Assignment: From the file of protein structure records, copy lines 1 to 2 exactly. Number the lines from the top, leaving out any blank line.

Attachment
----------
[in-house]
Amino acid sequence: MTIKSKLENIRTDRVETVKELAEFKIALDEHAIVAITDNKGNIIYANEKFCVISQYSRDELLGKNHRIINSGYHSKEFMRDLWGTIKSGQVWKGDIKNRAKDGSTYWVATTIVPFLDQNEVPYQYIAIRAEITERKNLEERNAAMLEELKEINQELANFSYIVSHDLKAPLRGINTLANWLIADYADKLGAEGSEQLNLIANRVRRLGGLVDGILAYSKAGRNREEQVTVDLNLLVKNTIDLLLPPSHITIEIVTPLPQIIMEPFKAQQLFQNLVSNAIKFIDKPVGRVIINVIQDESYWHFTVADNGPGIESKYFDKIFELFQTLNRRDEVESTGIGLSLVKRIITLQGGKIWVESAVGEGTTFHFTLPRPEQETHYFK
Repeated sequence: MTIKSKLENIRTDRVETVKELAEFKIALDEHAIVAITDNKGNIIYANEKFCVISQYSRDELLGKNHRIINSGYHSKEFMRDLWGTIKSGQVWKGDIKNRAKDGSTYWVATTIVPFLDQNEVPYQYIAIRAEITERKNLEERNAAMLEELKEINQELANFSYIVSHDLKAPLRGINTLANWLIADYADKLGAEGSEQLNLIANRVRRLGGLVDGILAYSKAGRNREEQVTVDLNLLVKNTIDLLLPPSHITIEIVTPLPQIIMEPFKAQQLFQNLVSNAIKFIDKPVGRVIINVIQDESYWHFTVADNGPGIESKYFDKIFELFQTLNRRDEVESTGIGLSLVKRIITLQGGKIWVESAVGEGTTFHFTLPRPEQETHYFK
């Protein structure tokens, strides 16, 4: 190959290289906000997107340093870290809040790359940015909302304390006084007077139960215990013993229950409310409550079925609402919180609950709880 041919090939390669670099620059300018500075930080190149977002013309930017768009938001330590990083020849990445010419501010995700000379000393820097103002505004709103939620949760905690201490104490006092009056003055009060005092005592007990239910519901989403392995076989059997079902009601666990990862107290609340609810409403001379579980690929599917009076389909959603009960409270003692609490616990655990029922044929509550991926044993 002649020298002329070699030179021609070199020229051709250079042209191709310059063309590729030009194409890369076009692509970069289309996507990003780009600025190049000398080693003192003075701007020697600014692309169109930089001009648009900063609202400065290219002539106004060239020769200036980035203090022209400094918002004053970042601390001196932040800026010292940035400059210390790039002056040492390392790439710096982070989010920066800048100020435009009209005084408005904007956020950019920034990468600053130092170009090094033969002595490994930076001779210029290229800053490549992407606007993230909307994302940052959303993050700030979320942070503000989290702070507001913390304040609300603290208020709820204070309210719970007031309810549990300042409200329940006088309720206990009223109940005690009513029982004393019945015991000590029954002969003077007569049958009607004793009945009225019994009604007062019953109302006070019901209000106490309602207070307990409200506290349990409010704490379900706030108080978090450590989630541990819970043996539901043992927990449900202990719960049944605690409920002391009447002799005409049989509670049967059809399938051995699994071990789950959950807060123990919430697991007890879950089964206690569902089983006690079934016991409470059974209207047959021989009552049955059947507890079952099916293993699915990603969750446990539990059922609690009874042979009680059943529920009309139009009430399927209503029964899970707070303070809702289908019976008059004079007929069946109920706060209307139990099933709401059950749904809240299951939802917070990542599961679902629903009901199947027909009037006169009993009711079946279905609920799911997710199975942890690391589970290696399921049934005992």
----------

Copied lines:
[in-house]
Amino acid sequence: MTIKSKLENIRTDRVETVKELAEFKIALDEHAIVAITDNKGNIIYANEKFCVISQYSRDELLGKNHRIINSGYHSKEFMRDLWGTIKSGQVWKGDIKNRAKDGSTYWVATTIVPFLDQNEVPYQYIAIRAEITERKNLEERNAAMLEELKEINQELANFSYIVSHDLKAPLRGINTLANWLIADYADKLGAEGSEQLNLIANRVRRLGGLVDGILAYSKAGRNREEQVTVDLNLLVKNTIDLLLPPSHITIEIVTPLPQIIMEPFKAQQLFQNLVSNAIKFIDKPVGRVIINVIQDESYWHFTVADNGPGIESKYFDKIFELFQTLNRRDEVESTGIGLSLVKRIITLQGGKIWVESAVGEGTTFHFTLPRPEQETHYFK